After the latest transition between in-person and remote learning, there are approximately 465 more students — 418 at the Catholic board and 47 at the public board — in Hamilton classrooms. Hundreds of Hamilton students switched learning models at both boards this week, some moving to virtual learning and others returning to their home schools. By Thursday, about 680 students at the Hamilton-Wentworth District School Board returned to classrooms across the city. A similar number — approximately 636 students — chose to switch into a remote learning program. These students made the switch earlier this month, as of the Feb. 8 return to school. “Families are making choices for many reasons,” spokesperson Shawn McKillop said in an email to The Spectator. He said frustration with technology, isolation, difficulty motivating their kids and changes in circumstances are among the reasons parents are choosing to send kids back to the classroom. Families who took their kids out of classrooms cited concerns about kids’ safety amid the COVID-19 pandemic. As of this week, in-school enrolment at the Catholic board is up at the elementary level and down at the secondary level. As of Monday, 15,970 students are learning in-person — compared to 15,552 in the fall. Monday was the last opportunity for HWCDSB students to transition between learning models. Virtual learning at the secondary level increased by about 1,500 students — from 1,942 in the fall to 3,412 as of Feb. 23. Board chair Pat Daly said he believes age has “a lot to do with it.” “A high school student is able to stay home alone,” he said. “With elementary-aged children, a lot of parents would not have that option.” He said some parents may have realized that being in school is “really helpful” for kids’ mental health and socialization. To support the latest transition, boards were required to shuffle — and, in the case of the public board, hire — teaching staff. The public board opened seven classrooms, adding 8.4 full-time equivalent teachers to the elementary roster, as well as three full-time dedicated early childhood educators, as the board welcomed back a number of full-day kindergarten students through this transition. No new teachers were hired at the Catholic board as a result of the latest reorganization. “The change would have been teachers moving from a virtual classroom to in-school,” Daly said. “So we didn't have to hire additional teachers to keep the class sizes low.” Daly said the board hired approximately 65 teachers at the beginning of the year “to lower class sizes,” and have maintained those hires throughout the year. Current in-person class sizes, which are similar to those in the fall, range between 12 and 25 students. Virtual classrooms have between 16 and 32. Josie Pini, principal at St. Therese of Lisieux Catholic Elementary School, said the 16 students who returned to in-person learning should have covered the same curriculum in their virtual classrooms. But, as with any time a student changes classrooms, teachers would have to do a “gap analysis” to determine the level of each individual student. “In any one class, you'll have students of all different levels anyway, so it's just a matter of finding out which level they're going to fit into and then teach them from there,” she said. Kate McCullough, Local Journalism Initiative Reporter, The Hamilton Spectator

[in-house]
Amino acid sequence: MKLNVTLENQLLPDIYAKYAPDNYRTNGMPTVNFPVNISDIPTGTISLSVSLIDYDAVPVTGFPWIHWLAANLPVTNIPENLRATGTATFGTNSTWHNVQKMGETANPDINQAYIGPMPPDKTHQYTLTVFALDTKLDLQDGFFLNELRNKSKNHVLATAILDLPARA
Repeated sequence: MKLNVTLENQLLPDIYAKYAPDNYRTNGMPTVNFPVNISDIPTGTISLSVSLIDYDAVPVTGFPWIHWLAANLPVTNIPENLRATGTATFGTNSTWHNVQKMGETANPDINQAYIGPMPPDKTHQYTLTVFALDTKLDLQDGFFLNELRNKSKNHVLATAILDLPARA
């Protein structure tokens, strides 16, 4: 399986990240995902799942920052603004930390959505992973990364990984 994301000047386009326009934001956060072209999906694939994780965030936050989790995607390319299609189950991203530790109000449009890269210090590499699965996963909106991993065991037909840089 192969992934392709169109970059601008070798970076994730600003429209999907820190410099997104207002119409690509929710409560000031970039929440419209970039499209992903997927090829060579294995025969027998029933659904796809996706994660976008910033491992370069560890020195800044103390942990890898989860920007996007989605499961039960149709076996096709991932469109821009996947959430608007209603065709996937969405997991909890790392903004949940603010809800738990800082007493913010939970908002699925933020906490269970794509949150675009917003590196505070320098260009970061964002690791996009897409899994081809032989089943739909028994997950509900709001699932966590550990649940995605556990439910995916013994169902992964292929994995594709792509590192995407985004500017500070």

(Google Street View - image credit) An argument over physical distancing in a Nanaimo mall parking lot quickly escalated into a stabbing late Wednesday afternoon. RCMP say a 50-year-old man, his wife and daughter were standing at their car outside the Dollarama in the Port Place shopping centre on Terminal Avenue, when the suspect walked in front of them. The wife reported to police that her daughter, 25, told the suspect he was too close to them and should maintain a six-foot separation, according to a police statement Thursday. "The suspect took exception to this comment and yelled some obscenities at her," the statement says. RCMP say the suspect then struck the father with a metal cup, and when a struggle began, the father was stabbed. He was taken to hospital with minor injuries. The suspect managed to run away but was spotted about an hour later on Gabriola Island where he was arrested at his home, the statement says. The suspect, whose name police are not releasing, is expected in Nanaimo Provincial Court on May 25, to face a charge of assault with a weapon.